Bird on a Wing

One night after a show in Portland, Oregon, some lo-cals insisted on taking me and the rest of my band across town to the fabled Crystal Ballroom to experience firsthand the venue’s famous “floating” dance floor. But while the spring-loaded, bouncing hardwood beneath my feet was indeed a thrill, I was more impressed with the musician onstage who was causing the swells—an angel-voiced frontwoman with devilish guitar skills named Liza. Armed with an early-’70s Strat and captaining a Marshall half-stack, she looked as comfortable and dangerous with the weapon in her hands as Patty Hearst did in that infamous photo of her wielding a machine gun. Liza was refreshing because, at the time, the only estrogen on rock radio seemed to be the mass-marketed folk-pop of Jewel, Sarah McLachlan, and other café-friendly Lilith Fair fare.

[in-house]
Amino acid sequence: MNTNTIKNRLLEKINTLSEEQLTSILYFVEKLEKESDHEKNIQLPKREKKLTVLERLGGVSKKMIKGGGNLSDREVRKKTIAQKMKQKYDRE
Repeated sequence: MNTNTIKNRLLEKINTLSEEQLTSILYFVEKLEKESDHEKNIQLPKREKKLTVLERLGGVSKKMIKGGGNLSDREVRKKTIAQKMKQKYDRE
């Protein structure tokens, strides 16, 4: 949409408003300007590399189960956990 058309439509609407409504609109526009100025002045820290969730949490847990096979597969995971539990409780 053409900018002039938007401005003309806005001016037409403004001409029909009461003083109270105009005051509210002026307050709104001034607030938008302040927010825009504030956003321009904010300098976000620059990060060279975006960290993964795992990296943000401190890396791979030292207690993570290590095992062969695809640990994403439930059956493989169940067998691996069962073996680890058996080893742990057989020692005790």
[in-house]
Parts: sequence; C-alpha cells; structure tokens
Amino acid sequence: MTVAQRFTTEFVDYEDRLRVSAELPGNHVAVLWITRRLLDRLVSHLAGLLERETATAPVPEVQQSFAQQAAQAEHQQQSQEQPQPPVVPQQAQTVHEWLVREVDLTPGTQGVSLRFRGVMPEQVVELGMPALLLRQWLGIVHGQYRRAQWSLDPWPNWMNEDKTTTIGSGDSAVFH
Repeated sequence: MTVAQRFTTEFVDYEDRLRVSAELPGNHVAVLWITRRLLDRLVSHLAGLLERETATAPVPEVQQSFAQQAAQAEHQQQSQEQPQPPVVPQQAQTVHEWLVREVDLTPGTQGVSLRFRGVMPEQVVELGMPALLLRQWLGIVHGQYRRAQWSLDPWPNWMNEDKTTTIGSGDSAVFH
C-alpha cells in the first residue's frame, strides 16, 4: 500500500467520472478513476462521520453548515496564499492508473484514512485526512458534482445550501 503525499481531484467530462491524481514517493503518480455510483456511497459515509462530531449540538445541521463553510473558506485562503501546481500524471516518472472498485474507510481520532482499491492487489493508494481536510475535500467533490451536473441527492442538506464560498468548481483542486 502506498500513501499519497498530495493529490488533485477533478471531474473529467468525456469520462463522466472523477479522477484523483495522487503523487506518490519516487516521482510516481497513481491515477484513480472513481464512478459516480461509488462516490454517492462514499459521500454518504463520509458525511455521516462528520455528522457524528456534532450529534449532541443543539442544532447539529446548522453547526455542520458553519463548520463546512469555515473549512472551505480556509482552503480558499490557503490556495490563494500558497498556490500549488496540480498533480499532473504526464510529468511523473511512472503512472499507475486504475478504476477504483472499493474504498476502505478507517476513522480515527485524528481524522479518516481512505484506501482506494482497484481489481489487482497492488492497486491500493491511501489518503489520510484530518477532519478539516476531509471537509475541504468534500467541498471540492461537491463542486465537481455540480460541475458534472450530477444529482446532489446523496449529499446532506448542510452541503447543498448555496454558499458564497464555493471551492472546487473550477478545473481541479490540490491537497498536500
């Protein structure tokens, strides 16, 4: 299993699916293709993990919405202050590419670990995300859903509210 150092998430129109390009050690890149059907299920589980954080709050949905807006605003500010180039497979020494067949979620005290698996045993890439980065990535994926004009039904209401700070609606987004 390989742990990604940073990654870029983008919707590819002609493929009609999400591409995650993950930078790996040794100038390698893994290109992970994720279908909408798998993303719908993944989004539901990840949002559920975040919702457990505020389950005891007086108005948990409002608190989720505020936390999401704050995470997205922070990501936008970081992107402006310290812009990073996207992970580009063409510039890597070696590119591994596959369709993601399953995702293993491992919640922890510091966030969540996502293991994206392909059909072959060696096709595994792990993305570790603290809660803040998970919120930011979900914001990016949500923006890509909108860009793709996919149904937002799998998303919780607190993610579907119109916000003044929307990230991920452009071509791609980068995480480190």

Now, in 2006, when women are rocking and punking out more then ever, Liza again bucks the trend. After years melting faces with Zuba and guest-starring with countless bands (including String Cheese Incident), the Colorado songstress has released Bird on a Wing, an entrancing collection of songs that mostly eschews the harder rock/funk riff-rock approach that put Zuba on the indie-rock map, in favor of the soothing, smoky timbres of jazz piano, pedal steel, violin and viola, hushed horns, brushed snare drum, and, of course, Liza’s jangly acoustic and electric

guitars. As always, it’s the siren sound of Liza’s soothing voice—melodic to the last, and with a perfect, relaxed vibrato—that sells the music. There’s a certain zen in her phrasing. Like Joni Mitchell, Tom Petty, Norah Jones, and other great singer/musicians, Liza projects an inner calm that keeps the listener planted comfortably in the center of her captivating world, no matter how wild her musical surroundings. (
—Jude Gold